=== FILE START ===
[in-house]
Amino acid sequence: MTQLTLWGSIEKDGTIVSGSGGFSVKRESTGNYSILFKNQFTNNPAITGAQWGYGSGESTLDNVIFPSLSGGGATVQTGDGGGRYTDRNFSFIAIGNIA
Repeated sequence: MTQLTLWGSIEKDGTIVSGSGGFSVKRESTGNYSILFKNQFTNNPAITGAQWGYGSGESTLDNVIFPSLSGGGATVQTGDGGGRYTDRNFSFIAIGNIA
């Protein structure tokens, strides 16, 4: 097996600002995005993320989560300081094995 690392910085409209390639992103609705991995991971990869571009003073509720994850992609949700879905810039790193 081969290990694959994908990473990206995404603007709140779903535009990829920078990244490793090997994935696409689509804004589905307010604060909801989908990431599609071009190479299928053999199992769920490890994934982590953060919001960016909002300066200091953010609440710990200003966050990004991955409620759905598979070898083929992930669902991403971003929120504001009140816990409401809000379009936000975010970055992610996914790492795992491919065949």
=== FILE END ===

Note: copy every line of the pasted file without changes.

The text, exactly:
[in-house]
Amino acid sequence: MTQLTLWGSIEKDGTIVSGSGGFSVKRESTGNYSILFKNQFTNNPAITGAQWGYGSGESTLDNVIFPSLSGGGATVQTGDGGGRYTDRNFSFIAIGNIA
Repeated sequence: MTQLTLWGSIEKDGTIVSGSGGFSVKRESTGNYSILFKNQFTNNPAITGAQWGYGSGESTLDNVIFPSLSGGGATVQTGDGGGRYTDRNFSFIAIGNIA
């Protein structure tokens, strides 16, 4: 097996600002995005993320989560300081094995 690392910085409209390639992103609705991995991971990869571009003073509720994850992609949700879905810039790193 081969290990694959994908990473990206995404603007709140779903535009990829920078990244490793090997994935696409689509804004589905307010604060909801989908990431599609071009190479299928053999199992769920490890994934982590953060919001960016909002300066200091953010609440710990200003966050990004991955409620759905598979070898083929992930669902991403971003929120504001009140816990409401809000379009936000975010970055992610996914790492795992491919065949």